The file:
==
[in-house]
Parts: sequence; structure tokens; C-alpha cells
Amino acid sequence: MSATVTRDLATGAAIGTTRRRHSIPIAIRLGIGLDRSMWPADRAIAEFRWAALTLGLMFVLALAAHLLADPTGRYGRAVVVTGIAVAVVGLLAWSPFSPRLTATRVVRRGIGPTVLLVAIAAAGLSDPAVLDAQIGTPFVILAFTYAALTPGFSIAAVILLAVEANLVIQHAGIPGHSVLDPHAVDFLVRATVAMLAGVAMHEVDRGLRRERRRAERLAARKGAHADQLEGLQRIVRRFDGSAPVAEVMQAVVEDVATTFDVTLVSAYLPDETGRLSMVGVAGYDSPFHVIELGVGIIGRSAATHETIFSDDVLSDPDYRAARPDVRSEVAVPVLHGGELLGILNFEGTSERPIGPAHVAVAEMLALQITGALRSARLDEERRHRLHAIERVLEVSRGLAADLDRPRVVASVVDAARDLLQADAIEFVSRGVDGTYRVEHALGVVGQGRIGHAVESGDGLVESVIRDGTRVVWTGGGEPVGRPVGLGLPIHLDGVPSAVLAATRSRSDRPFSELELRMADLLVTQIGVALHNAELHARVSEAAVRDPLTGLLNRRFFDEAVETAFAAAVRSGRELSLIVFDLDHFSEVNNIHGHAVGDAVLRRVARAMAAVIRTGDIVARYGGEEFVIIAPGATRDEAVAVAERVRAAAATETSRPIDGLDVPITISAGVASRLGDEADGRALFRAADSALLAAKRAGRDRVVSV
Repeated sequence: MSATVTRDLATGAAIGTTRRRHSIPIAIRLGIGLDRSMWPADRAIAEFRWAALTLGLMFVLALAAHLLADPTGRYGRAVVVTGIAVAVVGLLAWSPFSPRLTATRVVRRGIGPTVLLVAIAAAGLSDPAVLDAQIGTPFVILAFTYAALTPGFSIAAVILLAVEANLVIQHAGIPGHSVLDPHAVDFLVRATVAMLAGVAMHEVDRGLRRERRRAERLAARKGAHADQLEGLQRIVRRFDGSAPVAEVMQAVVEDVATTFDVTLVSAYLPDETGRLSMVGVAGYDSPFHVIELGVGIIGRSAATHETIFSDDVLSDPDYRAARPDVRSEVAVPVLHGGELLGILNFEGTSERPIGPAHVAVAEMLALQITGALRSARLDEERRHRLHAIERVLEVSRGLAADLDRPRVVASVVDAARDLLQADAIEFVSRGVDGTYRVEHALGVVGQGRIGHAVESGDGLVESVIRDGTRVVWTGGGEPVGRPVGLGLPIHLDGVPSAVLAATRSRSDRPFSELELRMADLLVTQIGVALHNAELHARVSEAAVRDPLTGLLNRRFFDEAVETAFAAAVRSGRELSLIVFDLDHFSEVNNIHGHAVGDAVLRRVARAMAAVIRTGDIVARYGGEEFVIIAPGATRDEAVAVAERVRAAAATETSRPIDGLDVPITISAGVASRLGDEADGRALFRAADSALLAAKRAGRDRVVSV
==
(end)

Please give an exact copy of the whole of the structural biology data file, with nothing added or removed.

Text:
[in-house]
Parts: sequence; structure tokens; C-alpha cells
Amino acid sequence: MSATVTRDLATGAAIGTTRRRHSIPIAIRLGIGLDRSMWPADRAIAEFRWAALTLGLMFVLALAAHLLADPTGRYGRAVVVTGIAVAVVGLLAWSPFSPRLTATRVVRRGIGPTVLLVAIAAAGLSDPAVLDAQIGTPFVILAFTYAALTPGFSIAAVILLAVEANLVIQHAGIPGHSVLDPHAVDFLVRATVAMLAGVAMHEVDRGLRRERRRAERLAARKGAHADQLEGLQRIVRRFDGSAPVAEVMQAVVEDVATTFDVTLVSAYLPDETGRLSMVGVAGYDSPFHVIELGVGIIGRSAATHETIFSDDVLSDPDYRAARPDVRSEVAVPVLHGGELLGILNFEGTSERPIGPAHVAVAEMLALQITGALRSARLDEERRHRLHAIERVLEVSRGLAADLDRPRVVASVVDAARDLLQADAIEFVSRGVDGTYRVEHALGVVGQGRIGHAVESGDGLVESVIRDGTRVVWTGGGEPVGRPVGLGLPIHLDGVPSAVLAATRSRSDRPFSELELRMADLLVTQIGVALHNAELHARVSEAAVRDPLTGLLNRRFFDEAVETAFAAAVRSGRELSLIVFDLDHFSEVNNIHGHAVGDAVLRRVARAMAAVIRTGDIVARYGGEEFVIIAPGATRDEAVAVAERVRAAAATETSRPIDGLDVPITISAGVASRLGDEADGRALFRAADSALLAAKRAGRDRVVSV
Repeated sequence: MSATVTRDLATGAAIGTTRRRHSIPIAIRLGIGLDRSMWPADRAIAEFRWAALTLGLMFVLALAAHLLADPTGRYGRAVVVTGIAVAVVGLLAWSPFSPRLTATRVVRRGIGPTVLLVAIAAAGLSDPAVLDAQIGTPFVILAFTYAALTPGFSIAAVILLAVEANLVIQHAGIPGHSVLDPHAVDFLVRATVAMLAGVAMHEVDRGLRRERRRAERLAARKGAHADQLEGLQRIVRRFDGSAPVAEVMQAVVEDVATTFDVTLVSAYLPDETGRLSMVGVAGYDSPFHVIELGVGIIGRSAATHETIFSDDVLSDPDYRAARPDVRSEVAVPVLHGGELLGILNFEGTSERPIGPAHVAVAEMLALQITGALRSARLDEERRHRLHAIERVLEVSRGLAADLDRPRVVASVVDAARDLLQADAIEFVSRGVDGTYRVEHALGVVGQGRIGHAVESGDGLVESVIRDGTRVVWTGGGEPVGRPVGLGLPIHLDGVPSAVLAATRSRSDRPFSELELRMADLLVTQIGVALHNAELHARVSEAAVRDPLTGLLNRRFFDEAVETAFAAAVRSGRELSLIVFDLDHFSEVNNIHGHAVGDAVLRRVARAMAAVIRTGDIVARYGGEEFVIIAPGATRDEAVAVAERVRAAAATETSRPIDGLDVPITISAGVASRLGDEADGRALFRAADSALLAAKRAGRDRVVSV